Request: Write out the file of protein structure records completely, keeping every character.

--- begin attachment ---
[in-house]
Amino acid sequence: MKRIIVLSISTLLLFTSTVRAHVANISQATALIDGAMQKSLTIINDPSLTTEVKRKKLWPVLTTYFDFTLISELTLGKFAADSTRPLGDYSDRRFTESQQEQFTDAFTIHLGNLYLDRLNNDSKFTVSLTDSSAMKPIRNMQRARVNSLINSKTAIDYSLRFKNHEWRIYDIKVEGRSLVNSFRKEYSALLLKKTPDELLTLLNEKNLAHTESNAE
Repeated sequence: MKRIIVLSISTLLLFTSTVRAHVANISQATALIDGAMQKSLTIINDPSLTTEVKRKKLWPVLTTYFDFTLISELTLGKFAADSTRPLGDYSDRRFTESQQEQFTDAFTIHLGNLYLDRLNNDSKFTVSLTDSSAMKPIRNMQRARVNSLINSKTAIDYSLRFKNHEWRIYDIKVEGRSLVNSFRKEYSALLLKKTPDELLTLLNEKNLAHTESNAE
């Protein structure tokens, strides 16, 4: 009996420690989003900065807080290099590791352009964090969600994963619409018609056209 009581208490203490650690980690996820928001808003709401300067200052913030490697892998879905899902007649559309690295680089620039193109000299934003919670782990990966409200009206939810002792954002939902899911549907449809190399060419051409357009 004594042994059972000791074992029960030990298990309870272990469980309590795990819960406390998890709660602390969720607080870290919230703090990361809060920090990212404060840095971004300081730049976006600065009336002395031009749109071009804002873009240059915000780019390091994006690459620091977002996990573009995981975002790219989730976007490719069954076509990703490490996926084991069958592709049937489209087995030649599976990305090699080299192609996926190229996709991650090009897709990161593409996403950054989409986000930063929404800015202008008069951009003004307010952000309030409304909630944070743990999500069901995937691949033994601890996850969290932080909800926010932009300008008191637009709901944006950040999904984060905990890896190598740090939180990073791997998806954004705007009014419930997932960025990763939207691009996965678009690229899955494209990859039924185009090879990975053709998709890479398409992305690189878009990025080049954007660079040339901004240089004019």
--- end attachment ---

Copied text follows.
[in-house]
Amino acid sequence: MKRIIVLSISTLLLFTSTVRAHVANISQATALIDGAMQKSLTIINDPSLTTEVKRKKLWPVLTTYFDFTLISELTLGKFAADSTRPLGDYSDRRFTESQQEQFTDAFTIHLGNLYLDRLNNDSKFTVSLTDSSAMKPIRNMQRARVNSLINSKTAIDYSLRFKNHEWRIYDIKVEGRSLVNSFRKEYSALLLKKTPDELLTLLNEKNLAHTESNAE
Repeated sequence: MKRIIVLSISTLLLFTSTVRAHVANISQATALIDGAMQKSLTIINDPSLTTEVKRKKLWPVLTTYFDFTLISELTLGKFAADSTRPLGDYSDRRFTESQQEQFTDAFTIHLGNLYLDRLNNDSKFTVSLTDSSAMKPIRNMQRARVNSLINSKTAIDYSLRFKNHEWRIYDIKVEGRSLVNSFRKEYSALLLKKTPDELLTLLNEKNLAHTESNAE
């Protein structure tokens, strides 16, 4: 009996420690989003900065807080290099590791352009964090969600994963619409018609056209 009581208490203490650690980690996820928001808003709401300067200052913030490697892998879905899902007649559309690295680089620039193109000299934003919670782990990966409200009206939810002792954002939902899911549907449809190399060419051409357009 004594042994059972000791074992029960030990298990309870272990469980309590795990819960406390998890709660602390969720607080870290919230703090990361809060920090990212404060840095971004300081730049976006600065009336002395031009749109071009804002873009240059915000780019390091994006690459620091977002996990573009995981975002790219989730976007490719069954076509990703490490996926084991069958592709049937489209087995030649599976990305090699080299192609996926190229996709991650090009897709990161593409996403950054989409986000930063929404800015202008008069951009003004307010952000309030409304909630944070743990999500069901995937691949033994601890996850969290932080909800926010932009300008008191637009709901944006950040999904984060905990890896190598740090939180990073791997998806954004705007009014419930997932960025990763939207691009996965678009690229899955494209990859039924185009090879990975053709998709890479398409992305690189878009990025080049954007660079040339901004240089004019």